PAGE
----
She reviews regularly for top rehabilitation journals and the BMJ.


Learning to be patient-centred healthcare professionals: how does it happen at university and on clinical placements? A multiple focus group study (2020) S Rosewilliam, V Indramohan, R Breakwell, J Skelton, MedEdPublish 9 

Exploring the Complex Constructs of Patient-Centeredness Within Goal Setting: Application of a Modified Framework Approach to Analyze Qualitative Data (2020) S Rosewilliam, CA Roskell, SAGE Publications Ltd

Alternatives to goal-setting, (invited talk) BSRM SRR Conference 2019, Warwick, 14th/15th Oct. 

Rosewilliam, S, Indramohan, V, Breakwell, R, Liew, B & Skelton, J 2019, 'Patient-centred orientation of students from different healthcare disciplines, their understanding of the concept and factors influencing their development as patient-centred professionals: a mixed methods study', BMC Medical Education, vol. 19, 347. https://doi.org/10.1186/s12909-019-1787-4 

Rose, A, Soundy, A & Rosewilliam, S 2018, 'Shared decision-making within goal-setting in rehabilitation: a mixed methods study', Clinical Rehabilitation. https://doi.org/10.1177/0269215518815251 

Soundy, A, Dawes, H, Collett, J, Coe, S & Rosewilliam, S 2018, 'Understanding the importance of illness narratives in people with multiple sclerosis who participated in an exercise rehabilitation trial; a qualitative study', Archives of Physical Medicine and Rehabilitation, vol. 1, no. 1. 

Rose, A, Rosewilliam, S & Soundy, A 2016, 'Shared decision making within goal setting in rehabilitation settings: a systematic review', Patient Education and Counseling. https://doi.org/10.1016/j.pec.2016.07.030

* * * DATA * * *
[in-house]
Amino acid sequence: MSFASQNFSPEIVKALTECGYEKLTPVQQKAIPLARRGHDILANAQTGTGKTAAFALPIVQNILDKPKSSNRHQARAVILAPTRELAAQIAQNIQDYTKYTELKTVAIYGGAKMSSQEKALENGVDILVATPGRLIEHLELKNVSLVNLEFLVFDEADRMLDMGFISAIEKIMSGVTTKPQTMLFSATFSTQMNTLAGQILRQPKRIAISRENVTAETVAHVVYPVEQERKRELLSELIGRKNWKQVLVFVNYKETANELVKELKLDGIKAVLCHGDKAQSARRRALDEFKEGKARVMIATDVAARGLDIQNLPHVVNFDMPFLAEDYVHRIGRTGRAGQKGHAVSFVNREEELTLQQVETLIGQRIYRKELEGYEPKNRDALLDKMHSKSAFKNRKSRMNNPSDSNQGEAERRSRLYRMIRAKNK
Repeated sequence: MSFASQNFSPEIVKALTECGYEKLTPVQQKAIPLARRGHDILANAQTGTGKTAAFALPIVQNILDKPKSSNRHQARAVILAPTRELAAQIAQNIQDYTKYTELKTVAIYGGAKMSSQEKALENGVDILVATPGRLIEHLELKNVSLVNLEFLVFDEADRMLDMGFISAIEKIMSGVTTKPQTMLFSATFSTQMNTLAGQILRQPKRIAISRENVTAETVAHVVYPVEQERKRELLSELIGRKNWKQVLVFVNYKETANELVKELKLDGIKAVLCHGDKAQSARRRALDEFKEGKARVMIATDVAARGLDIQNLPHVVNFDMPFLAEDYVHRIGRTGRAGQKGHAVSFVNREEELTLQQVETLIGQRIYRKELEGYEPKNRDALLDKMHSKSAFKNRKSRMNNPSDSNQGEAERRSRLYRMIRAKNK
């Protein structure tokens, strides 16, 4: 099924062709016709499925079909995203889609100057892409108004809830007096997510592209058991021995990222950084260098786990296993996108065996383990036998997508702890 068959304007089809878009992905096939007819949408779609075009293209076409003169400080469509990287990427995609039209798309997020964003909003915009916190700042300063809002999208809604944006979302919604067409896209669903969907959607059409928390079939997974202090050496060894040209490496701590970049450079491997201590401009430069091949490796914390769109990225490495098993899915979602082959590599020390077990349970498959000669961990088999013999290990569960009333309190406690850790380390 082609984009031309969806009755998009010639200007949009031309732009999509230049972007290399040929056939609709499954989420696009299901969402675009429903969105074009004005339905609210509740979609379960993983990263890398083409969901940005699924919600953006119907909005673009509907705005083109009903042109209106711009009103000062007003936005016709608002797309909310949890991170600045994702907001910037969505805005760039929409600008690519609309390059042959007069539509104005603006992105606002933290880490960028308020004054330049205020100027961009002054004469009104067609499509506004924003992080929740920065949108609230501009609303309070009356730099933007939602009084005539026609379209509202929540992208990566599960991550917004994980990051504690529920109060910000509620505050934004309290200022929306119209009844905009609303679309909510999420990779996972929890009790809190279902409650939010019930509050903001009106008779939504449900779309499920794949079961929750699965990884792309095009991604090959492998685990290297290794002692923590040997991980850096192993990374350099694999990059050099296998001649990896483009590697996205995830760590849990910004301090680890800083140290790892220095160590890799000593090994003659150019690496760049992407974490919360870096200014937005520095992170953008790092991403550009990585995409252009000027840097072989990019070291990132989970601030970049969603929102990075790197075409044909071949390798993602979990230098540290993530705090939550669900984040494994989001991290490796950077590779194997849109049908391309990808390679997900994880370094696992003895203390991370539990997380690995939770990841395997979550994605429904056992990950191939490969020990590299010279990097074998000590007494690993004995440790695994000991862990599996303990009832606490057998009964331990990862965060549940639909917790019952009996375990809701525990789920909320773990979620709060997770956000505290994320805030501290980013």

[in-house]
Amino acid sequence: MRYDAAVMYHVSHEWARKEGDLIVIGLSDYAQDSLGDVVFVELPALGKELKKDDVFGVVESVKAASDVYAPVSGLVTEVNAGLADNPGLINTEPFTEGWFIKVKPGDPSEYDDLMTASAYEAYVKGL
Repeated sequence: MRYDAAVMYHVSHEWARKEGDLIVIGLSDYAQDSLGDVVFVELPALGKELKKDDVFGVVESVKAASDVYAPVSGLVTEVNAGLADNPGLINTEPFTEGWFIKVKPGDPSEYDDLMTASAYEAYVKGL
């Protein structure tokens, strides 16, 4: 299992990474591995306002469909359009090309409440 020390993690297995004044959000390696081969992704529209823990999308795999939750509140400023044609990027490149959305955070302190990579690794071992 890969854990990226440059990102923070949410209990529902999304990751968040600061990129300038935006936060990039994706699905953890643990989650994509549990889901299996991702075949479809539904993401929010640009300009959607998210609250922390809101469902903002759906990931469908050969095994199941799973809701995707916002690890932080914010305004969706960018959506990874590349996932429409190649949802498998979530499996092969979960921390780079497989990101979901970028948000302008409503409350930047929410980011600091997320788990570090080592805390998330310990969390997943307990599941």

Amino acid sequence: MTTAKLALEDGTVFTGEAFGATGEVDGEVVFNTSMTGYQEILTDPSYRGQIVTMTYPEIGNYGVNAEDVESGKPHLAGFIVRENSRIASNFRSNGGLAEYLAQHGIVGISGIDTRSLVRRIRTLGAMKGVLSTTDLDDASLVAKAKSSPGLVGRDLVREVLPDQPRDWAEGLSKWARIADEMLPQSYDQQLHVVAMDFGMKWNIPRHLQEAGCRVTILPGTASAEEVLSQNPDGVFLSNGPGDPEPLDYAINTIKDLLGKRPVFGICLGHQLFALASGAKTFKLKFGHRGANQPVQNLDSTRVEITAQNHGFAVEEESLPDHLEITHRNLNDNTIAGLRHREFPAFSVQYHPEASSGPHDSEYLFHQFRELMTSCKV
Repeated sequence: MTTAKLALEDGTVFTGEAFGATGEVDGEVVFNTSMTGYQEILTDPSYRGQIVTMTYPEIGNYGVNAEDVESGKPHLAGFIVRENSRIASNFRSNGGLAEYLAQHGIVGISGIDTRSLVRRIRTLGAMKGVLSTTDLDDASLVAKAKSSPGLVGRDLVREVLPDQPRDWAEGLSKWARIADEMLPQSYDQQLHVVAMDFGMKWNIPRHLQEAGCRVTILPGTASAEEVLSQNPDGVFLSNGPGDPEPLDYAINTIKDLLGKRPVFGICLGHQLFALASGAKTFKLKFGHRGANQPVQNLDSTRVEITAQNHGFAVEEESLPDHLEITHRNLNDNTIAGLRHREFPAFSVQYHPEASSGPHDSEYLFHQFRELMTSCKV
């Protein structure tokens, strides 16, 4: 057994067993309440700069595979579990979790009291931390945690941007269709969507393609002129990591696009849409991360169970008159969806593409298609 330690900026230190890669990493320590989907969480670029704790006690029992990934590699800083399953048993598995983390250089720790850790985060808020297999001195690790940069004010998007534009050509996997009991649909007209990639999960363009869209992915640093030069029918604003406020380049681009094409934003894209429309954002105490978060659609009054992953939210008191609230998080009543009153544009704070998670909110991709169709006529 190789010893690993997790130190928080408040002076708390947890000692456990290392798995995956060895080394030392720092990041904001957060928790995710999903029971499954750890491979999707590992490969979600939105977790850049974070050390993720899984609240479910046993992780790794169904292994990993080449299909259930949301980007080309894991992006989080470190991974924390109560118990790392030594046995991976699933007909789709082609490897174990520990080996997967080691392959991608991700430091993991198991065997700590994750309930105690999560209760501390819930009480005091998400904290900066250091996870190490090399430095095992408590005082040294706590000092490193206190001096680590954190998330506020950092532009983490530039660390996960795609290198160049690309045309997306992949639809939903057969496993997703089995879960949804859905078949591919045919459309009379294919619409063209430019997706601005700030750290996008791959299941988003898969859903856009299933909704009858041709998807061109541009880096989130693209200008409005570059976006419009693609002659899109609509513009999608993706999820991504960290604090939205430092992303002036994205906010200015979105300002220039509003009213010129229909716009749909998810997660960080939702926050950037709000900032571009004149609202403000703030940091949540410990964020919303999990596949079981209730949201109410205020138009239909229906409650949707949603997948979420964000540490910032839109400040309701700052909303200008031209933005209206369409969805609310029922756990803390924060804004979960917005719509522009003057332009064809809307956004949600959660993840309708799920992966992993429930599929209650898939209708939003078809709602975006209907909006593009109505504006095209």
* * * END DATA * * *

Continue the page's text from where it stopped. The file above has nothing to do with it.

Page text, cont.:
Rose, A, Soundy, A & Rosewilliam, S 2016, 'Shared decision-making within goal-setting in intermediate care' SRR Summer 2016 Meeting, Coventry, 5/07/16. 

Rosewilliam, S, Sintler, C, Pandyan, AD, Skelton, J & Roskell, CA 2016, 'Is the practice of goal-setting for patients in acute stroke care patient-centred and what factors influence this? A qualitative study', Clinical Rehabilitation, vol. 30, no. 5, pp. 508-519. https://doi.org/10.1177/0269215515584167 

Rosewilliam, S, Pandyan, AD & Roskell, C 2014, Goal Setting in Stroke Rehabilitation: Theory, Practice and Future Directions. in R Seigert & WMM Levack (eds), Rehabilitation Goal Setting: Theory, Practice and Evidence. 1st edn, Rehabilitation Science in Practice Series, CRC Press, Florida. 

Rosewilliam, Sheeba; Roskell, Carolyn Anne; Pandyan, AD (2011); A systematic review and synthesis of the quantitative and qualitative evidence behind patient-centred goal setting in stroke rehabilitation Clinical rehabilitation, 25,6, 501-514.

Malhotra, S; Pandyan, AD; Rosewilliam, S; Roffe, C; Hermens, H (2011);   Spasticity and contractures at the wrist after stroke: time course of development and their association with functional recovery of the upper limb Clinical rehabilitation, 25, 2, 184-191.

Rosewilliam, Sheeba; Malhotra, Shweta; Roffe, Christine; Jones, Peter; Pandyan, Anand D (2012); Can surface neuromuscular electrical stimulation of the wrist and hand combined with routine therapy facilitate recovery of arm function in patients with stroke? Archives of physical medicine and rehabilitation, 93, 10, 1715-1721. e1.

Malhotra, Shweta; Rosewilliam, Sheeba; Hermens, Hermie; Roffe, Christine; Jones, Peter; Pandyan, Anand David (2013);    A randomized controlled trial of surface neuromuscular electrical stimulation applied early after acute stroke: effects on wrist pain, spasticity and contractures. Clinical rehabilitation, 27, 7, 579-590.

Rosewilliam, Sheeba B; Bücher, Catherine; Roffe, Christine; Pandyan, Anand D (2009);     An approach to standardize, quantify and record progress of routine upper limb therapy for stroke subjects: the Action Medical Research Upper Limb Therapy protocol, Hand Therapy, 14, 3, 60-68.

Rosewilliam, S; Malhotra, S; Roffe, C; Jones, P; Pandyan, A (2010); Can surface neuromuscular electrical stimulation (ES) of the wrist and hand, in conjunction with routine therapy, facilitate recovery of arm function in stroke patients with poor prognostic indicators of functional recovery? Clinical Rehabilitation, 24, 10.